Book buyers are heavily influenced by titles and cover art. So it was really important to get my title right and not settle for something that was potentially "a bummer." And the cover designer was waiting on the right-fit title so she could...
My client, Chris Chandler, is about to become a published author!
Her memoir Stay Sweet: Tales of Quirky Southern Love, will be published on May 12th, 2023 by Red Thread Publishing.
Here's the first part of her advice that I shared last week.
Want the cliff notes version?
Just do it.
You don't have to know everything to get started.
#1: My writing community has been invaluable to me, so I would definitely encourage people to develop a writing community in whatever way they can. Through the years I've taken a lot of writing classes and and I do that both for learning, but it's also community building for me.
Community. If you've been following me for a while, you know this is a biggie for me. It's one of the pillars of WRITE YOURSELF OUT, my 12-month mentorship for LGBTQ+ writers.
I've been conducting "Author Chats" with former clients and other writers I'm connected to where we talk about their writing and publication journeys—and where I ask them to pass on their wisdom on to writers who are just getting started.
I recently had the pleasure of speaking with Chris Chandler, a soon-to-be published memoir author. In the summer of 2021, Chris came to me with a loose collection of family stories that she wasn't sure what to do with.
Over several months, Chris and I identified an overarching theme for her stories, revised the ones she'd already written, added some new ones, and decided on a structure for her book.
Her memoir Stay Sweet: Tales of Quirky Southern Love will be published on May 12th, 2023 by Red Thread Publishing.
Stay Sweet reminds us that unconditional love still exists in the world and that families can provide safe landing places for children at any age. Plus you'll get to meet the unforgettable May, the...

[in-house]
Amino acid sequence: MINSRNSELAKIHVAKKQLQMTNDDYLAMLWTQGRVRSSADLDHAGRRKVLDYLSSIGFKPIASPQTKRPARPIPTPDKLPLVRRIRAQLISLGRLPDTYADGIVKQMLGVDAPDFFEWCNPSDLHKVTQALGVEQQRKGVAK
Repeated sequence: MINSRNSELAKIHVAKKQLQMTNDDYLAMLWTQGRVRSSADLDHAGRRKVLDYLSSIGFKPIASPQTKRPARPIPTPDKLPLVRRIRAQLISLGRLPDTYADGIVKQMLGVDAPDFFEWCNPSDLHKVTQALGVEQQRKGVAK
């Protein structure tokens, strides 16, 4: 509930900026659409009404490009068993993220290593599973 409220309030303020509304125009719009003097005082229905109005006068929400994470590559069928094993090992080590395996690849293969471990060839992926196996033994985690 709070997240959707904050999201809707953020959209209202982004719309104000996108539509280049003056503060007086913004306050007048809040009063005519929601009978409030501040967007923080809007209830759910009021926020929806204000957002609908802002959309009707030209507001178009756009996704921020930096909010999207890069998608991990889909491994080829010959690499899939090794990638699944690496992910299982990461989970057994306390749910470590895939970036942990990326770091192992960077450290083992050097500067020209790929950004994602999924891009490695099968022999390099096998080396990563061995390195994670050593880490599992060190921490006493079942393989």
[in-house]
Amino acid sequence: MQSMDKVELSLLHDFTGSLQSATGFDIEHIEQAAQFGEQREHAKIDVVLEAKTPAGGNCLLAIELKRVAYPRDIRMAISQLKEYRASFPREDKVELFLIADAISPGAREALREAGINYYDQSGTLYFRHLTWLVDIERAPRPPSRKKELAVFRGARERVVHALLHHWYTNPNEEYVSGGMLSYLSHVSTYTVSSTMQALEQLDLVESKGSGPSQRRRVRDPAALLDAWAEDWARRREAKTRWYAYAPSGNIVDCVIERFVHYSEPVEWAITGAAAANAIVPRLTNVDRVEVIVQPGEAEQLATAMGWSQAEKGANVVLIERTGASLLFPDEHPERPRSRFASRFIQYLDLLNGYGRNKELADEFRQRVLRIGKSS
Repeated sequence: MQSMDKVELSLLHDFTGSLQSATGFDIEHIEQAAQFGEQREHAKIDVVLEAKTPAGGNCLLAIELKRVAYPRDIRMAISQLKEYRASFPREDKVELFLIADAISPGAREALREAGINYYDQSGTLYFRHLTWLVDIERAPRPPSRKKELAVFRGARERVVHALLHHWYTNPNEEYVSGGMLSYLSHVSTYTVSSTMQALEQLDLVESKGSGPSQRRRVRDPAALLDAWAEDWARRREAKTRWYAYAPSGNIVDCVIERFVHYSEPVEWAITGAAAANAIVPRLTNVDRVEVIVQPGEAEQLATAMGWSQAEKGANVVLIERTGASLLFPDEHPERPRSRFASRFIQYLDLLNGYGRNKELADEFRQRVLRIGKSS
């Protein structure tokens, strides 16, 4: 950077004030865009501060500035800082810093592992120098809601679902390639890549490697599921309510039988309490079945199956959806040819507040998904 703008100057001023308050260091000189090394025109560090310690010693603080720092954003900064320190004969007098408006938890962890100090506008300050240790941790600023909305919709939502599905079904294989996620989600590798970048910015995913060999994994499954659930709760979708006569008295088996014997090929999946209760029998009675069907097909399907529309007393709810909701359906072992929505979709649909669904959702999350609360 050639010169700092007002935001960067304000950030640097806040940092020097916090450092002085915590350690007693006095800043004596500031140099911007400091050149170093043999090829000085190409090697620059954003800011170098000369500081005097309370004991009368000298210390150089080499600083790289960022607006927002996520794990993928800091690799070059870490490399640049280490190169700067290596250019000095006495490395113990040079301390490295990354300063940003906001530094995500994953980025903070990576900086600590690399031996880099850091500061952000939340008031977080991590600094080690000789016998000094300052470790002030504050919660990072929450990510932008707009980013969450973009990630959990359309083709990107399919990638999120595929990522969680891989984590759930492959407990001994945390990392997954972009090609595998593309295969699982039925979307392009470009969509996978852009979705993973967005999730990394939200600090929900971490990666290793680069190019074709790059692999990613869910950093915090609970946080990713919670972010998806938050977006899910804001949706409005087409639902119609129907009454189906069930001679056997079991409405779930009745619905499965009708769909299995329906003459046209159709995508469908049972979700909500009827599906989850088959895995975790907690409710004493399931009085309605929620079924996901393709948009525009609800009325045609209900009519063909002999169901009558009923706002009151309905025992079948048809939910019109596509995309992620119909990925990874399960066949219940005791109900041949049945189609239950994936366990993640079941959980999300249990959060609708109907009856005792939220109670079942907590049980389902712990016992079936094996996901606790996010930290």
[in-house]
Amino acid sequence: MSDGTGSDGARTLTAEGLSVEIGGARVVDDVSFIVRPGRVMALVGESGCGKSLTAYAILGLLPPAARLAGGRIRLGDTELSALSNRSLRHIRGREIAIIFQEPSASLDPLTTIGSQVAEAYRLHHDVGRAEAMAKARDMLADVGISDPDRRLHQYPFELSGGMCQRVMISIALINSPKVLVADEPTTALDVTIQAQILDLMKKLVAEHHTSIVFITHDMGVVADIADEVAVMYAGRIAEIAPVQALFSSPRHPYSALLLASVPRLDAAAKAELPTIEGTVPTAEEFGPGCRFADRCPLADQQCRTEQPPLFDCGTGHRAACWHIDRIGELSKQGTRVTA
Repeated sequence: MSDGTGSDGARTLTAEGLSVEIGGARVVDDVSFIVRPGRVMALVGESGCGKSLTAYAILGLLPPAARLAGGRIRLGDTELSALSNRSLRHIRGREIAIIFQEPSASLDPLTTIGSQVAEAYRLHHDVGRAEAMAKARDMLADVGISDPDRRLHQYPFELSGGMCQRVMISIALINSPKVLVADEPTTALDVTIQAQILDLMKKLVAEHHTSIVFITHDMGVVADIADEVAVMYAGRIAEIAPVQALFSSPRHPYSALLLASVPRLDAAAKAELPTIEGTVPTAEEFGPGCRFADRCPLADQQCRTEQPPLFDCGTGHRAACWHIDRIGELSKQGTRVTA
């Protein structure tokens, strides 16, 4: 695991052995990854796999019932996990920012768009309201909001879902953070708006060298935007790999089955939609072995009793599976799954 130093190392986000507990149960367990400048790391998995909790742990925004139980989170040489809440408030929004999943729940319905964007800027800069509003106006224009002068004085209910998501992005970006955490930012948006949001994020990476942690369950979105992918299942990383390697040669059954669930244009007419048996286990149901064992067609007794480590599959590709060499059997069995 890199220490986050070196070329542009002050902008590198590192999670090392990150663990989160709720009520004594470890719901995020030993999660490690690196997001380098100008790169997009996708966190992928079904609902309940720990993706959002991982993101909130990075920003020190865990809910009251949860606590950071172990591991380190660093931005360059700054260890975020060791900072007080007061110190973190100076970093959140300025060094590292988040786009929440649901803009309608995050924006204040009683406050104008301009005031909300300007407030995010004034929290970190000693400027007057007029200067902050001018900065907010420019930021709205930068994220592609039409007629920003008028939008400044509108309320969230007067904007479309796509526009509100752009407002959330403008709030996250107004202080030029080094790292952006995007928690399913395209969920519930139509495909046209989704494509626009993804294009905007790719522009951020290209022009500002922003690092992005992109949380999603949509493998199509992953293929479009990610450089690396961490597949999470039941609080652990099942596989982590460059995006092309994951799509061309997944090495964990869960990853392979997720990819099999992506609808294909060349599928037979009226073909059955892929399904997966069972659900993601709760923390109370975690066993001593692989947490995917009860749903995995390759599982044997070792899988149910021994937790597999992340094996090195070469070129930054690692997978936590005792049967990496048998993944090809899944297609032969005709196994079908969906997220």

A couple of weeks ago I began requesting blurbs for Graveyard of Safe Choices, my memoir about coming out later in life—which meant emailing authors I didn't know at all or I knew only a little to ask if they would spend THEIR precious time reading MY book and then endorsing it.
I heard back right away from one author who said yes (thank goodness!).
The other three, including one who is kind of a big wig in queer literary circles: radio silence.
Maybe they missed the email in their overcrowded inboxes.
Maybe they thought, "Who the hell is this person who has the nerve to ask me to read her book and endorse it?"
Okay, I only thought that about the kind of big wig person—the other two authors actually know who I am.
All week long, the task of following up hung over my head. Plus, I was supposed to send out even more blurb requests.
The absolute last thing I wanted to do.
Years ago, an old friend of mine said to me in her inimitable Southern drawl: "I needed to be hit over the head with a 2x4 to get the message."
As a native New Yorker and someone who barely knew what a 2x4 was, those weren't words I would have used, but I knew what she meant.
I've been known to ignore signs from the universe for umm ... decades?!
Signs that I was gay (really, oh so gay).
That I was a writer.
That I could use my natural gifts as an editor to work with other writers.
Instead, I typically chose the safer, easier-in-the-moment path.
In my 50s, I finally listened to the signs from the universe, which led me to the very different life I am leading today—as a member of the LGBTQ+ community, a first-time dog parent (!), the wife of Wendy, and a book coach dedicated to helping queer folx raise their voices,...
I had two polar opposite experiences last week that convinced me that queer people need safe spaces to raise their voices and write their stories more than ever.
First, I read in the newspaper that the Pope declared that being gay isn’t a crime—sure, it’s a “sin,” but not a crime. So comforting.
I haven’t had time to unpack all the feelings that exploded through my body when I read that headline, but here are a few:
Writers go on a hero’s journey when they make the decision to get their story out of their heads and onto the page.
Queer writers go on a Queero’s Journey!